Marketing Your Business Overseas

The global economic crisis has been particularly damaging to the economies of the so-called developed world, such as the USA, Europe and the UK and has stimulated businesses there to search further afield for opportunities that have diminished in their home countries.

The emerging BRIC economies (Brazil, Russia, India and China) have been a particular focus for business partnerships because of their rapid economic growth over the last decade and because of their low labour costs. As the populations in these countries have grown richer they have shown an increased appetite for consumer goods on which to spend their increased disposable incomes.

It is likely that there will be similar opportunities in the newly "democratised" countries of the Middle East following the various uprisings known as the Arab Spring or Arab Awakening, particularly those most advance in the process such as Egypt, Libya and Tunisia, some of which have long established trade histories with Europe and the USA.

The opportunities are not only for the big global corporations, however, and there is no reason why smaller enterprises should not also take the plunge into exporting.

To do so, however, requires information and contacts, knowledge of the target countries and the way people do business in them, and trustworthy local agents who can help them if their aim is to export, whether by e-commerce or physically supply products or services.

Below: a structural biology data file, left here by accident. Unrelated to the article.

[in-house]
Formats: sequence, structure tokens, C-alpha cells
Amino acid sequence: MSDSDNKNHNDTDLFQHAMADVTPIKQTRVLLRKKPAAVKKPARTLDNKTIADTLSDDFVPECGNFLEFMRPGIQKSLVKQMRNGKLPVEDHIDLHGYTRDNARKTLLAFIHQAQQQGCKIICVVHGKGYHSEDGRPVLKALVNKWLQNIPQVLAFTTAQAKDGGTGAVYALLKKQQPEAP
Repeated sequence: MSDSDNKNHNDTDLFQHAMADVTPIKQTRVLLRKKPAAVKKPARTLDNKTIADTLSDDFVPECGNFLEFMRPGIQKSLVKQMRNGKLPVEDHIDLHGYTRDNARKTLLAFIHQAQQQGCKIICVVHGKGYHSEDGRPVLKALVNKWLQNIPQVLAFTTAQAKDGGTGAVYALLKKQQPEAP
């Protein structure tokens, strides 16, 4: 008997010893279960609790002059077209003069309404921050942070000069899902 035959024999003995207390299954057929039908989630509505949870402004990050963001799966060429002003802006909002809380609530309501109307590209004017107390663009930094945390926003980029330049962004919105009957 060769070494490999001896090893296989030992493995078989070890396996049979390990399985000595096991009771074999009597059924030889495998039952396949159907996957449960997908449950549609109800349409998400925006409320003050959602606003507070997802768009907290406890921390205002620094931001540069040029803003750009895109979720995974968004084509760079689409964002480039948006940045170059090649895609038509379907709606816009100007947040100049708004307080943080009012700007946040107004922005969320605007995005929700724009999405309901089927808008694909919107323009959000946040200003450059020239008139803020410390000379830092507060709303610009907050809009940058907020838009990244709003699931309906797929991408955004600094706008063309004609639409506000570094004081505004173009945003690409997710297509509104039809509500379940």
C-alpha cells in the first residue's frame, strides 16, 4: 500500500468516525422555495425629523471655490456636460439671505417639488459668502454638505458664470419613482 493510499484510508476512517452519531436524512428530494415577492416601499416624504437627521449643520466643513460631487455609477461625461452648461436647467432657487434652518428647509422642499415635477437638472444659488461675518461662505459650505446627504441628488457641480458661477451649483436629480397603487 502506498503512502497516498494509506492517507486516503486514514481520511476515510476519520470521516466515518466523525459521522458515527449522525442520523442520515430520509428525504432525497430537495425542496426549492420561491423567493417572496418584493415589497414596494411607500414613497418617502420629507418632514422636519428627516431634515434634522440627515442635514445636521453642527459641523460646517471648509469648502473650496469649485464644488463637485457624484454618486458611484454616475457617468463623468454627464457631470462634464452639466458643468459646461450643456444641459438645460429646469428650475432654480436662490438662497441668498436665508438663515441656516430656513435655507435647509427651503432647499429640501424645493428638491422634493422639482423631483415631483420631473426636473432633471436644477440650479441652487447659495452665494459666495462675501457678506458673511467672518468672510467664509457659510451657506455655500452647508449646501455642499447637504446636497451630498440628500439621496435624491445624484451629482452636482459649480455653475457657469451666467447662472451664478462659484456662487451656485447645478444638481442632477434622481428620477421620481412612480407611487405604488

Smaller companies may not have huge reserves that they can afford to spend on travelling to those countries at least in the initial stages of fact finding and while their home governments will be able to provide some information they will generally have to have done some research of their own first to establish the characteristics of the overseas market they are interested in.

There are legal requirements, paperwork, import duties, banned goods, each particular to the country concerned that also need to be established before proceeding.

As people across the world become more and more internet literate marketing techniques are evolving rapidly. Where at one time it required almost exclusively on printed literature such as brochures and letters this rapidly moved online to websites, with the additional offering of a downloadable version of the product catalogue to be printed off.

Promotion of goods and special offers has increasingly been done by email and e-newsletters, but the volume is rapidly reaching the point where such communications are categorised as spam and deleted unread.

So how is the new potential exporter to break into an overseas market and capture the attention?

The answer is an online trading portal where they can keep pace with market developments, solicit leads, showcase examples of their products, sell online and find local experts who can guhde them through the documentation needed to comply with regulations as well as find them a translation service when they need to be presented in the local language.

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